Honoring the Scribes: Writers, a behind-the-scenes force in film and TV, were front-and-center during the weekend at the 48th Annual Writers Guild of America Awards held Sunday at both the Beverly Hilton Hotel in Beverly Hills and the Tavern on the Green restaurant in New York City (to represent the guild's Eastern and Western divisions). "Braveheart," written by Randall Wallace, won for best screenplay written directly for the screen. Emma Thompson's screenplay for "Sense and Sensibility," based on the Jane Austen novel, was named best screenplay based on material previously written or published. In the television category, NBC's "ER" took the best episodic drama award for an emotional episode called "Love's Labor Lost," written by Lance A. Gentile. An episode of "Frasier" titled "The Matchmaker," written by Joe Keenan, won for episodic comedy.
Eddies for Editors: Editors, another group of unsung heroes in film and TV, were honored during the weekend at the American Cinema Editors' 46th annual Eddie Awards on Saturday at the Beverly Hilton Hotel. "Braveheart" was also the big winner--taking the best edited feature film in 1995 award. The film was edited by Steven Rosenblum. "Unzipped," the documentary about designer Isaac Mizrahi edited by Paula Heredia, was named best edited documentary. The award for best edited two-hour movie for commercial TV went to TNT's "Kingfish, A Story of Huey P. Long" edited by Paul Dixon. "ER's" "Love's Labor Lost," edited by Randy Morgan and Rick Tuber, was named best edited one-hour series for television; and an episode of HBO's "The Larry Sanders Show" called "Eight," edited by Leslie Tolan and Paul Anderson, won for best edited half-hour series for TV. The ACE Golden Eddie Filmmaker of the Year Award went to John Frankenheimer.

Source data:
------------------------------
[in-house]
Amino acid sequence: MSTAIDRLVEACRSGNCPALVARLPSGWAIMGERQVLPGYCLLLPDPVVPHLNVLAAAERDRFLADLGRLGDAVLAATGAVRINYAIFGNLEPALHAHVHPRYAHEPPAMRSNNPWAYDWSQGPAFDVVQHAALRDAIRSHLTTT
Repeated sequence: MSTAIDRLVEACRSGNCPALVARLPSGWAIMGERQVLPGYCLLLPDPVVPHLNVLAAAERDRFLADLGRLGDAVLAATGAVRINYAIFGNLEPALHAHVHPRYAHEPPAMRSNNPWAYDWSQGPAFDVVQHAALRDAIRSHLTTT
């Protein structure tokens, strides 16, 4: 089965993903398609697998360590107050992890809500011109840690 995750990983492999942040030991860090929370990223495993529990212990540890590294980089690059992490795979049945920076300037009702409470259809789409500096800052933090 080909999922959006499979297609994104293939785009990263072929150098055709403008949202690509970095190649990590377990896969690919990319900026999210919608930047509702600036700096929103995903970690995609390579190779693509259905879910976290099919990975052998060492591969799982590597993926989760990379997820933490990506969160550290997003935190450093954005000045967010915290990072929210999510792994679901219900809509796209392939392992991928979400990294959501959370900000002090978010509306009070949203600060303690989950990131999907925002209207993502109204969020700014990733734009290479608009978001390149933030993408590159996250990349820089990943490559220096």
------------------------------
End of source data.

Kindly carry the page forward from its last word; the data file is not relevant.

Santa Barbara Winners: The 11th Annual Santa Barbara International Film Festival ended Sunday with a ceremony announcing its 1996 winners. "Sicario," a Venezuelan film, was honored with the Dame Judith Anderson Award for best feature film. The movie about an adolescent boy was directed and produced by Jose Novoa. The festival's jury voted the Israeli entry "Under the Domin Tree," directed by Eli Cohen, best in artistic excellence. The jury award for best director went to the United States' Brad Anderson for his entry "The Darien Gap," about a man who dreams of heading for Patagonia. The "Best of the Fest" People's Choice Award went to Thailand's "The River Chao Phraya." The festival reported its largest attendance ever with 30,000 movie-goers, up from 25,000 last year.
A Note From Burns: When Carol Channing accepts a Lifetime Achievement Tribute from the Los Angeles Drama Critics Circle tonight in Studio City, she'll receive a special congratulatory message from the late George Burns. On the eve of his death, Burns dictated these words of congratulations to the "Hello, Dolly!" star: "Gracie and I knew you were a star years ago when we met, and you just keep getting better. I heard you were a smash in Altoona, and I guess you'll keep doing 'Hello, Dolly!' until you get it right." Burns died at age 100 on March 9. Channing and Burns were close friends, and she was his comedy partner briefly after Burns' wife, the late Gracie Allen, retired.